Workforce Planning: Preparing for the 3-D Printing Revolution
3-D printing technology has been around since the mid-1980’s and has been particularly useful for creating design prototypes. But, in recent years, it has matured significantly and is now used in a variety of industries to speed up the design and manufacture of products. As the technology, also known as additive manufacturing, continues to evolve, it is becoming increasingly accessible to companies and individuals for countless real-world applications. By 2020, the global market for 3-D printing-related equipment and services is estimated to reach $17.2 billion.1
The increasingly widespread use of additive manufacturing is creating substantial demand for well-trained talent to operate these systems. This includes software and hardware engineers, industrial designers, as well as skilled technicians to keep the equipment in good working order. Talent for these roles, as with most tech positions, is in short supply in the current tight labor market. That means companies implementing this technology must get creative in their recruiting efforts. A high quality staffing company can help.
What is 3-D Printing?
3-D printing is the process of making a physical object from a three-dimensional digital design. Its genesis was in the 1980’s when the technology was known as ‘rapid prototyping’. The ability to quickly and economically convert concepts into real world objects through multiple design iterations was a ground-breaking innovation for specialty manufacturers. It meant they could cost-effectively produce products on demand.
To the layperson, who thinks of printers as handy devices for printing out two-dimensional documents or photos, the concept of 3-D printing is a bit bewildering. The process typically involves creating 3-D objects in layers, from scratch, choosing from a variety of materials.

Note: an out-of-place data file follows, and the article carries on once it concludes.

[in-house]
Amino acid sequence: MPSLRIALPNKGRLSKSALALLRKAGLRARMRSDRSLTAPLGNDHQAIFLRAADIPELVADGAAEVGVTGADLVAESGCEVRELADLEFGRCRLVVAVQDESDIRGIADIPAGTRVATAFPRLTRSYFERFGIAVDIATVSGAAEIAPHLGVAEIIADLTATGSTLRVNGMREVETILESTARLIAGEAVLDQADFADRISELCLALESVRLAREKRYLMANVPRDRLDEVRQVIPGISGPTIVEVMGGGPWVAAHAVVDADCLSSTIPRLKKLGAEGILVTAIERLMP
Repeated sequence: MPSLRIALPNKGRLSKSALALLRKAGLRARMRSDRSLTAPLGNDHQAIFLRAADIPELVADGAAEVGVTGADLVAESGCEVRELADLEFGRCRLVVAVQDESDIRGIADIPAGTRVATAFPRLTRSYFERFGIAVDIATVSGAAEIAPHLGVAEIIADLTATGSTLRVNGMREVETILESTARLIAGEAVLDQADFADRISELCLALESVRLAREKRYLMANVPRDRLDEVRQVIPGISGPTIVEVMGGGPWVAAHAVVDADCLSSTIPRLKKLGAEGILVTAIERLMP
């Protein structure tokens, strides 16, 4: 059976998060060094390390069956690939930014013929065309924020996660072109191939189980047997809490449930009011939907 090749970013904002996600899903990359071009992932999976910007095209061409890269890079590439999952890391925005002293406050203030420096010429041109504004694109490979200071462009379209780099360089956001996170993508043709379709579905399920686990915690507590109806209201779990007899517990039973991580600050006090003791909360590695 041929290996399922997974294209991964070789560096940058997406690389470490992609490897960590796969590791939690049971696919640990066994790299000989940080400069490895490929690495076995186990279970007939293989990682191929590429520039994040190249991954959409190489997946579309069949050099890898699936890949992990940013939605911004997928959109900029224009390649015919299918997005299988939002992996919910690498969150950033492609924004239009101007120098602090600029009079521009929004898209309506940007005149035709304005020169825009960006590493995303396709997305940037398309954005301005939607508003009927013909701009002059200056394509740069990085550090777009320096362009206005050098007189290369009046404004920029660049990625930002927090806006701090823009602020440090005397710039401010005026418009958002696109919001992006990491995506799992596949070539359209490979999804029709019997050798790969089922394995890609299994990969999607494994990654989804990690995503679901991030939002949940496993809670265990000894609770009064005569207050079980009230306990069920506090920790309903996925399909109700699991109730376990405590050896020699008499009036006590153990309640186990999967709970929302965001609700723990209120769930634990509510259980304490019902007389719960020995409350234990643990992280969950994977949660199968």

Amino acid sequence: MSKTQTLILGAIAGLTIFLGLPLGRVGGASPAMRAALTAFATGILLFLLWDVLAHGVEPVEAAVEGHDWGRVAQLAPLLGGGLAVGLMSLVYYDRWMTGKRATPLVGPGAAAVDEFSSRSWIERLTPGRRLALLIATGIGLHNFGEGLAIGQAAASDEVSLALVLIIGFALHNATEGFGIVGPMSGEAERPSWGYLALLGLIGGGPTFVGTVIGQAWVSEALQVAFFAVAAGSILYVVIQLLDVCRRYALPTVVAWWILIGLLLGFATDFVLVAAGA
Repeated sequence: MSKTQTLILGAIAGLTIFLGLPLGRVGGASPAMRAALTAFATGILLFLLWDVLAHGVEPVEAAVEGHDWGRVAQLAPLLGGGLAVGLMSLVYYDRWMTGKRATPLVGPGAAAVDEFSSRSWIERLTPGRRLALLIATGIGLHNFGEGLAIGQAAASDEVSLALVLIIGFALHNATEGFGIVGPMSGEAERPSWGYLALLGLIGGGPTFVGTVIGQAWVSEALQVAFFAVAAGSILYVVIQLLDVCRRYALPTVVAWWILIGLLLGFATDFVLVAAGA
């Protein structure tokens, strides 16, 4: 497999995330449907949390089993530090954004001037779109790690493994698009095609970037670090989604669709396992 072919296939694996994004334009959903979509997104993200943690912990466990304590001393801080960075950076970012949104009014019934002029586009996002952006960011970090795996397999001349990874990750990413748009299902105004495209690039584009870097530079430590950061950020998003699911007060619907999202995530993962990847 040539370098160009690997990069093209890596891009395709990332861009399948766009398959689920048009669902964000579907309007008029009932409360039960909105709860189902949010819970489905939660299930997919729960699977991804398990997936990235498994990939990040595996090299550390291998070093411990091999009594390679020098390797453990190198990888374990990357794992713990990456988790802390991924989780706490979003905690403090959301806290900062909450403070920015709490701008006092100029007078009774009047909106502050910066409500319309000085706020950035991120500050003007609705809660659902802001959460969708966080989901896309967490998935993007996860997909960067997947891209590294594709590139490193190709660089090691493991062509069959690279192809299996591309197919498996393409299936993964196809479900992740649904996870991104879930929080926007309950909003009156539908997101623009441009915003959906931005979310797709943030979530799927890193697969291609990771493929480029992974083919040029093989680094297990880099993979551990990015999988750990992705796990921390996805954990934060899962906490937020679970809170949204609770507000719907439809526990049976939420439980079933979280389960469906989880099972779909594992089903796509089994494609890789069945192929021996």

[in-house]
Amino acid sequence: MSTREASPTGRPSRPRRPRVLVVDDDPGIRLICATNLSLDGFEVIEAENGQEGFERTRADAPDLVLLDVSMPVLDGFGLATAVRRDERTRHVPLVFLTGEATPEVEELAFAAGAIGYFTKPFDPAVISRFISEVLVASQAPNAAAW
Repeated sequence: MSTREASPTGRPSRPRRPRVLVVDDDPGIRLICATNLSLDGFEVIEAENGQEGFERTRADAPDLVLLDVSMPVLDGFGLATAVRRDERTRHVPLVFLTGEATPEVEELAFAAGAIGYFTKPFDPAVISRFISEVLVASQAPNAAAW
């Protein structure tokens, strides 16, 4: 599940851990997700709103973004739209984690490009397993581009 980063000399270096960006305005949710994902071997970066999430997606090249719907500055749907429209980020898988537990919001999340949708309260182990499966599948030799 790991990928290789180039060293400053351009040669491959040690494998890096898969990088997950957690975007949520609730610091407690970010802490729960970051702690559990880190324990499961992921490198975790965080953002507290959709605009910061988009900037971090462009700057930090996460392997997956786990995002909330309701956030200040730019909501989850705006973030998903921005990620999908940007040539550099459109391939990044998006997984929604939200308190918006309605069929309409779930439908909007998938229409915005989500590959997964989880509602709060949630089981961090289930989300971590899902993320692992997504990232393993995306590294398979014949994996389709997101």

While 3-D printer output is quite different from traditional printers, the process is related in the sense that the 3-D printer is applying a layer of material to a base surface, similar to ink being applied to paper. But with 3-D printers, the printed material becomes more substantial (actually becoming three-dimensional) with each successive layer.
This additive manufacturing process is, in effect, the opposite of a traditional manufacturing process which cuts, mills or machines raw material to make specific objects—hence, the ‘additive’ appellation. A benefit of the process is that it wastes comparatively little raw material.
3-D printing technology is in widespread use in the general manufacturing and construction industries, and is in the early stages of transforming others. Here are some examples:
3-D printers have been particularly useful for this purpose in the automotive, aviation, aerospace, and defense industries.
Logistics and Warehousing
Parts and equipment on demand is possible with 3-D printing. It also reduces the need for huge inventory, which, lowers operational costs.
Construction and Architecture
Architects have long used Computer Aided Design (CAD) technology to help fabricate construction models.
3-D printers can be used to create medical devices such as hearing aids, dentures and eyeglasses, as well as prosthetics, and artificial organs. The FDA recently approved a new 3-D printed drug for the treatment of epilepsy, which has opened the door to a plethora of other 3-D printed medications.
Research and Development (R&D)
3-D printing technology will continue to substantially reduce product development design cycles and allow companies to bring products to market much more quickly than in the past.
An unintended consequence of additive manufacturing technology is an anticipated boon in lawsuits related to intellectual property theft and liability.2 A logical consequence to this boon will be a demand for legal experts in this field.
As the digital revolution continues to transform our society, demand for skilled employees trained in the latest technology will likely persist unabated for the foreseeable future. Companies planning to implement the latest technologies face a daunting challenge trying to recruit and hire the necessary talent.
Given our extensive experience and deep network of tech workers, LINK can help procure this specialized talent. Give us a call today to find out how we can help.
- 3D Printing: A Manufacturing Revolution – atkearney.com
- Preparing for risks of 3d printing in manufacturing – travelers.com